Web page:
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Young people today face a wide range of challenges. At The Duke of Edinburgh’s International Award, we want to play our part in helping young people to be ready for their world. Non-formal education and the development of skills such as resilience, confidence and communication can help to ensure every young person can say I AM #WORLDREADY.


Around the world, young people face a broad mosaic of challenges; many unseen by previous generations.

We have launched the #WORLDREADY campaign to drive awareness and discussion around actual challenges and how – as a global society – we can help our young people to ensure they are ready for their world – whatever their world may look like.

Find out more, in the full #WORLDREADY Paper, here.

We know we are only scratching the surface on this topic, so in the next few months we will be launching new surveys to explore this further. If you’d like to join the debate, sign up to share your opinion and get involved here.

DESPRE AWARD Partronul programului Award in Romania 3

Beyond the classroom

Tried and tested; formal education models have been helping to prepare young people for their futures for generations, in many societies. In some, access to school is a relatively new-found right; in others, that right has still to be won:

”Being ready to meet each day, head on; ready to learn, ready to adapt; ready to question, ready to be questioned; ready to lead, ready to follow; ready to stand up for others and for what is right; ready to do the right thing – always; ready to work, ready to play; ready to laugh, ready to cry – Being World Ready is about being ready for life”.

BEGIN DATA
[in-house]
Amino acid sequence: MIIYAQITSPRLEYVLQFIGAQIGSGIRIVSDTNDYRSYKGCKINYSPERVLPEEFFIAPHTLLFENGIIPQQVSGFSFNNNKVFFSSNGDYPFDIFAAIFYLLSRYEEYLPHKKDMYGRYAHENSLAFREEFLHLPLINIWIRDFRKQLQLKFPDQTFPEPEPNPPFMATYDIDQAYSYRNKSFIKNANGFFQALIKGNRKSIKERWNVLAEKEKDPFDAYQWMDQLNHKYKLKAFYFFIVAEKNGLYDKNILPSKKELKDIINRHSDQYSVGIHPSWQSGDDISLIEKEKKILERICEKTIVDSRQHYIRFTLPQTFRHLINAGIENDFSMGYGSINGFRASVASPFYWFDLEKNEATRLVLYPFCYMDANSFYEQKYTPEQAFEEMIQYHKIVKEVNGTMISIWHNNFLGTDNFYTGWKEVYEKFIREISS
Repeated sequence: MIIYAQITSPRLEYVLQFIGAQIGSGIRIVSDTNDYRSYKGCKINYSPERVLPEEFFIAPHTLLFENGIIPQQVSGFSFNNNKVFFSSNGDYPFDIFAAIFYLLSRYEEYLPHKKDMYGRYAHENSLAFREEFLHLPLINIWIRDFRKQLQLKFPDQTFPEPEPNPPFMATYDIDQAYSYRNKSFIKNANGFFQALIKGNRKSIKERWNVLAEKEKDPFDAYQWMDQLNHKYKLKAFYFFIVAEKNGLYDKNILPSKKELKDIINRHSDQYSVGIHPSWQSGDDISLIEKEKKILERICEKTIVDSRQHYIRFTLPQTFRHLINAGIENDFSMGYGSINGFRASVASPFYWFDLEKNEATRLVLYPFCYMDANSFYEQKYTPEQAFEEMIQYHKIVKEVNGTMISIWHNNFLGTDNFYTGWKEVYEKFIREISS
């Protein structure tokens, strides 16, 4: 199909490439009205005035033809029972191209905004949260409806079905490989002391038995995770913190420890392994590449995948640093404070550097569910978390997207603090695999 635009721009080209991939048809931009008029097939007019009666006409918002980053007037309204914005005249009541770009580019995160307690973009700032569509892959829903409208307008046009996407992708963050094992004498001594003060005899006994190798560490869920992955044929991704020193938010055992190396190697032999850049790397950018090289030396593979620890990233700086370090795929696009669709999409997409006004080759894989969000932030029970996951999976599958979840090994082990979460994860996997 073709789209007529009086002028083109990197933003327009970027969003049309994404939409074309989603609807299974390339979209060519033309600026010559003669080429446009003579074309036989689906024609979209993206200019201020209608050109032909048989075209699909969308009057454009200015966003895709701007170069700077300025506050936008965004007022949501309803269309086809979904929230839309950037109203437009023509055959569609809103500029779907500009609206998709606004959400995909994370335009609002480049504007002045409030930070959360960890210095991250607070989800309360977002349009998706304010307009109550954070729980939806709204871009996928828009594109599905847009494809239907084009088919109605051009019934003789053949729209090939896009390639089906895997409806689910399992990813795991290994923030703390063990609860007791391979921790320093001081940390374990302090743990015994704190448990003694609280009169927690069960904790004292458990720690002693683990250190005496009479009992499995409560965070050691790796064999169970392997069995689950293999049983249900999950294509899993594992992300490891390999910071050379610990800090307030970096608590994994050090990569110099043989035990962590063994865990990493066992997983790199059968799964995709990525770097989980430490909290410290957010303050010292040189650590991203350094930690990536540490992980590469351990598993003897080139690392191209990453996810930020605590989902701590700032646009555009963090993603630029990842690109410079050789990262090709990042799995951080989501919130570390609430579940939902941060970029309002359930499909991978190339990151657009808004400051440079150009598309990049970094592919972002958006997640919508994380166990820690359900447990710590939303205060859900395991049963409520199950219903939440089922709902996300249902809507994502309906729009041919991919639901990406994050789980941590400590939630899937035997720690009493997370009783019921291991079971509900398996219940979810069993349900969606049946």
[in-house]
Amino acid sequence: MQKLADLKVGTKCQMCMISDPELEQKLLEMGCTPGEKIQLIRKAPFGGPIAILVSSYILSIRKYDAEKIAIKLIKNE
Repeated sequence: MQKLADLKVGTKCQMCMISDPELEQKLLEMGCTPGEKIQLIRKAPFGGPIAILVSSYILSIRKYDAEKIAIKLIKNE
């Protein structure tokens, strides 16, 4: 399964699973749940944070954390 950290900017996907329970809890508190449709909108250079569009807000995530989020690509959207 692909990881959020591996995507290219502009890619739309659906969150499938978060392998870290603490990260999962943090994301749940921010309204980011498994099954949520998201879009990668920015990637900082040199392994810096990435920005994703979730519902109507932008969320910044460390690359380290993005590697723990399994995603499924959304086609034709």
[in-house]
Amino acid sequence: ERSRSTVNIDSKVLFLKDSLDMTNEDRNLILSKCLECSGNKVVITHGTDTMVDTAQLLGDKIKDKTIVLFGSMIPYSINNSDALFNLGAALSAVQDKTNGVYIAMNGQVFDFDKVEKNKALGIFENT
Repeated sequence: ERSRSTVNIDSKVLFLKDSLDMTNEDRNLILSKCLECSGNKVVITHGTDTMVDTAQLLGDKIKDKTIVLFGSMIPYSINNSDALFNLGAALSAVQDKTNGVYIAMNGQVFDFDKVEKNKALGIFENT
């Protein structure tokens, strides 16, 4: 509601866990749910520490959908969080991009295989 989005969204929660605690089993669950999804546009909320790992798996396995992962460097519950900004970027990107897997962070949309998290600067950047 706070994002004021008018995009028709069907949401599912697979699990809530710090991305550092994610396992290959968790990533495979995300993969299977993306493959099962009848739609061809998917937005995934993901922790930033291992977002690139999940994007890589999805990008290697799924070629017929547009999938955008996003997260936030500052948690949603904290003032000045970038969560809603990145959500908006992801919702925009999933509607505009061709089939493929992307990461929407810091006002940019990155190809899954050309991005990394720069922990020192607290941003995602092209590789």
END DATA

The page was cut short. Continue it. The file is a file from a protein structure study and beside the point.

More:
John May, Secretary General, The Duke of Edinburgh’s International Award Foundation

There are three ways that you could get involved with the Award today:

The Award relies on the support of people and organisations around the world to ensure it can continue to offer non-formal education to young people in more than 130 countries and territories.

Play your part in helping to champion and challenge young people and their communities, by getting involved in the Award near you.

By supporting The Duke of Edinburgh’s International Award, our donors are helping to deliver a life-changing experience to young people that helps to prepare them for their world.

Becoming a donor of the Award is about placing faith in the next generation and empowering them to become all that they can be.

Incredible adult volunteers who gave their time to work with the Award now feel part of their community and will continue to volunteer in the future.

Will you join them?

You’ve achieved your Award!

Congratulations!  It’s a real mark of achievement, recognised internationally, and worth celebrating.   But what can you do with it?   How can it be helpful in getting you to the next level of education or into employment?

In some countries, achieving an Award gains you extra points towards a university place.  If that’s the case for you (and if you’re not sure, ask the institution), make sure that you keep your Award certificate safe as proof of completion.

Alternatively, you may have the opportunity to write about your Award experience as part of your application, or talk about it in an interview – whether for education, or employment.  If so, these pieces of advice, distilled from the experiences of Award achievers around the world, may help you make the most of your Award.

Be ready to explain it. Whilst the Award is widely recognized, many people don’t really understand it. In some countries they think it’s just about the Adventurous Journey (or expedition), or only involves voluntary service to the community.